This is what the famed sociologist Johan Galtung calls cultural violence.
This type of structural violence used to control and destroy and to have a predetermined outcome meant that an entire culture would be destroyed, what we now refer to as genocide. Yet the colonial powers were never charged with genocide. There is language for the kind of cultural violence that allows these things to happen. These kinds of policies are no different from the policies currently in place in some parts of Texas where women are categorically denied access to birth control because of a strong fundamentalist push to control women’s morality. The only apparent difference is how they look on the surface.
Over the last few years, the Bahamian government has been less than exemplary in the way they have dealt with gender and racial/ethnic as well as class-based matters. In fact, they have often made extremely inflammatory, racially and sexually charged statements about women and what they need and how they should be treated, as well as about young, working-class males from inner-city areas. They have repeatedly made reference to the native quarter, the need for special policing to control the uncontrollably violent, dangerous, Negro youth and the need for women to be controlled by the state because of alarming rates of children being born out of wedlock into fatherless households.
We are living something that seems to be akin to the deployment of weapons of control and destruction for a population that is increasingly uneducated and so unable to challenge what is afoot. Weapons are not limited to guns and knives; they can be prescription drugs, words, policies and surgical interventions that achieve particular outcomes. We have decided as a culture that women can be slapped around and that they are worth less than men. Poor, black youth are worth less than rich youth; women’s reproductivity can be controlled by the state.
The talk these days, though, has become reminiscent of an extremely retrograde, classist, sexist, misogynist, colonialist discussion around whether women can choose to reproduce or be told how to live. Ironically, so many of big wigs scapegoat these young women and men who they determine to be less civilised for their own proclivities, (this too is frequently documented in history).
When we say that women must be slapped around and controlled by their owners and we argue that they have fewer rights than men, we also say that women are incapable of self-determination and so the state must take control of their bodies. As under slavery, enslaved and contracted workers’ bodies were owned/controlled by the master or the company they were contracted to; these women are now controlled by husbands, leaders or politicians.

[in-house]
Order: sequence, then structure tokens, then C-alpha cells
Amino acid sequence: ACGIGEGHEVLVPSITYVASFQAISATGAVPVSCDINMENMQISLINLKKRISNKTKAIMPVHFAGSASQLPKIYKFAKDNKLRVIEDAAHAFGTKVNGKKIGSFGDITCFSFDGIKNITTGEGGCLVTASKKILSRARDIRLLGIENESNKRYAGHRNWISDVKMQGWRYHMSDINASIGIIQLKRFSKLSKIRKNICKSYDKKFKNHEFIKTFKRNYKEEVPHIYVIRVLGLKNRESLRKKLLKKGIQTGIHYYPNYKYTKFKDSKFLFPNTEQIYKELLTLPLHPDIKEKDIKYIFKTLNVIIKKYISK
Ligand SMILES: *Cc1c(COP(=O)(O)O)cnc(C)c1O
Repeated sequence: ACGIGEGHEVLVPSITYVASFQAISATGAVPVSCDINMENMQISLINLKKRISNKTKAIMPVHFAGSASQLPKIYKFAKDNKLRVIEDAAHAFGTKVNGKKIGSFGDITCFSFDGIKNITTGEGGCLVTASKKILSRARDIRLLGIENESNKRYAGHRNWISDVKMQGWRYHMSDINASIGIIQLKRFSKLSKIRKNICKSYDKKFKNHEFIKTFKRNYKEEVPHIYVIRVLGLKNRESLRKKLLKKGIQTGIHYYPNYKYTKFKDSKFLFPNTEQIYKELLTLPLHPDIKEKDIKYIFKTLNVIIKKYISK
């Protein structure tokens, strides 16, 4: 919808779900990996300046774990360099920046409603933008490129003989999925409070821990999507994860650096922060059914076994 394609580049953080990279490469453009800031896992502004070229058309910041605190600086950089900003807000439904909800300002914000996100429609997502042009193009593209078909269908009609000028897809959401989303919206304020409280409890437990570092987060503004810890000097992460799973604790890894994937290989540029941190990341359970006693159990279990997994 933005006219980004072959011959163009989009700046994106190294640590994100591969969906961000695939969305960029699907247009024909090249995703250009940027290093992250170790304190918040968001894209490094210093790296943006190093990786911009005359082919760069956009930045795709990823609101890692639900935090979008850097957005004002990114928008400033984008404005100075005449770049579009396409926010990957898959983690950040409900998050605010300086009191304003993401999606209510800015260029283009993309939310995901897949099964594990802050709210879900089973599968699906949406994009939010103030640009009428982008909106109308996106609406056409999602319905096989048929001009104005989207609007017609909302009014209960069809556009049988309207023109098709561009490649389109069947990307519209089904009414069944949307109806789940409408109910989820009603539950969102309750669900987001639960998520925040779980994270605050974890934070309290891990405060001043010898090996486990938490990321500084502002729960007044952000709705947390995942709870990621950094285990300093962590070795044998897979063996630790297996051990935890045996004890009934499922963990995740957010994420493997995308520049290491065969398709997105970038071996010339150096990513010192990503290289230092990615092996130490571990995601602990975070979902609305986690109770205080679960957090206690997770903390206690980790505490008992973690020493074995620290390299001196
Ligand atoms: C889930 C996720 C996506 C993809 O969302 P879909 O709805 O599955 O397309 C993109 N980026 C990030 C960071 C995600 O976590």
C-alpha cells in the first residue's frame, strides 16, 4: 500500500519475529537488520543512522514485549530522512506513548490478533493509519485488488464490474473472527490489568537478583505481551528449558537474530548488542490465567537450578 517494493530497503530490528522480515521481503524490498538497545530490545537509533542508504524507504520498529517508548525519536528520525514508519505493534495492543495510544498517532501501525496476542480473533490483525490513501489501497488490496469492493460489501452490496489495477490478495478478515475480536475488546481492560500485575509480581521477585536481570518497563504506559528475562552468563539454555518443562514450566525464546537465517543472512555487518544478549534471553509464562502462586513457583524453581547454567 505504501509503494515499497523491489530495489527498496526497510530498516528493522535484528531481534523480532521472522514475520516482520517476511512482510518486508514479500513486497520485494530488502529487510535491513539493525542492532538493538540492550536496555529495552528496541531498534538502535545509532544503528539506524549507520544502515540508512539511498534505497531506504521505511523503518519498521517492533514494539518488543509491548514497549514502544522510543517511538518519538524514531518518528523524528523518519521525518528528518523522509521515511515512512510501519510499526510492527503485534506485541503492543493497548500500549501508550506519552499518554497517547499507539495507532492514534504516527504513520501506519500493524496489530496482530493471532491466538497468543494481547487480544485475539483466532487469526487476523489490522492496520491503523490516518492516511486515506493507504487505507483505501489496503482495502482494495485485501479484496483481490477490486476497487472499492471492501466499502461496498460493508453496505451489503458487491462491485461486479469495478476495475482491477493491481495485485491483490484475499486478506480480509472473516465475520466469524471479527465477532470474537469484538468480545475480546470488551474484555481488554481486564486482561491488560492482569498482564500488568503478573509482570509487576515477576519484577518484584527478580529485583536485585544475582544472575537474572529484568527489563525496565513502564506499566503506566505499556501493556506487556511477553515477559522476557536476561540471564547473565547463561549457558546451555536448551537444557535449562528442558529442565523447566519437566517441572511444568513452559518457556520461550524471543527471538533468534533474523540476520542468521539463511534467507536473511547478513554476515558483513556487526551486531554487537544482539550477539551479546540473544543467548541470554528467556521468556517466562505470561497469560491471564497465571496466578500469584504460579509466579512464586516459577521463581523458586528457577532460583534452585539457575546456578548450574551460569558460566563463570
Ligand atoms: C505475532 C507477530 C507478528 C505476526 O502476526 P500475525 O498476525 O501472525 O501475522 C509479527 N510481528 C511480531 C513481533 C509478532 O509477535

A better, stronger
Bahamas, gender and
Afro-Caribbean psychiatrist, philosopher and revolutionary Frantz Fanon illuminated the dangers of the “Native Quarter” and the devastation that resulted from its creation. He also examined the racist and classist policies that allowed bodies to be savagely policed and used as chattel, especially within that quarter.
Slavery may have ended, the 1970s may be in the last century, and so we are better now, but the Dirty War in Argentina and the shock treatment used to control the population there and elsewhere show that these are always easily deployed.
Peter is no better than Paul, sadly, and the use of fundamentalist theology to imprison and destroy an entire population on a tiny island is not new.
In fact, this is an old weapon being retooled and reused in the 21st century in the guise of a different kind of shock.
The neoliberal Adam Smith-Friedrick von Hayek-style economics with a Milton Friedman-style implementation is dangerously alive today. It is beyond troubling that such degrading and paternalistic discourse can be so easily used by all parties and included in the political mix.
But even more troubling is the justification of the exploitation and the control of bodies, and the selling off of a country to foreign investors because we need them to develop us.
Yes, it is unacceptable to allow public figures to use such base language and inflammatory remarks and to argue that they will employ such strategies in their political policies, but we seem to be missing so much more than we are actually criticising.
Gender and class inequality are a very small part of the project to disempower that we have allowed to develop. How do we wish to control that project now? To be sure, unwanted child birth and unsupervised child-rearing are serious concerns, but education and awareness offer better ways to deal with these than state-controlled surgical interventions.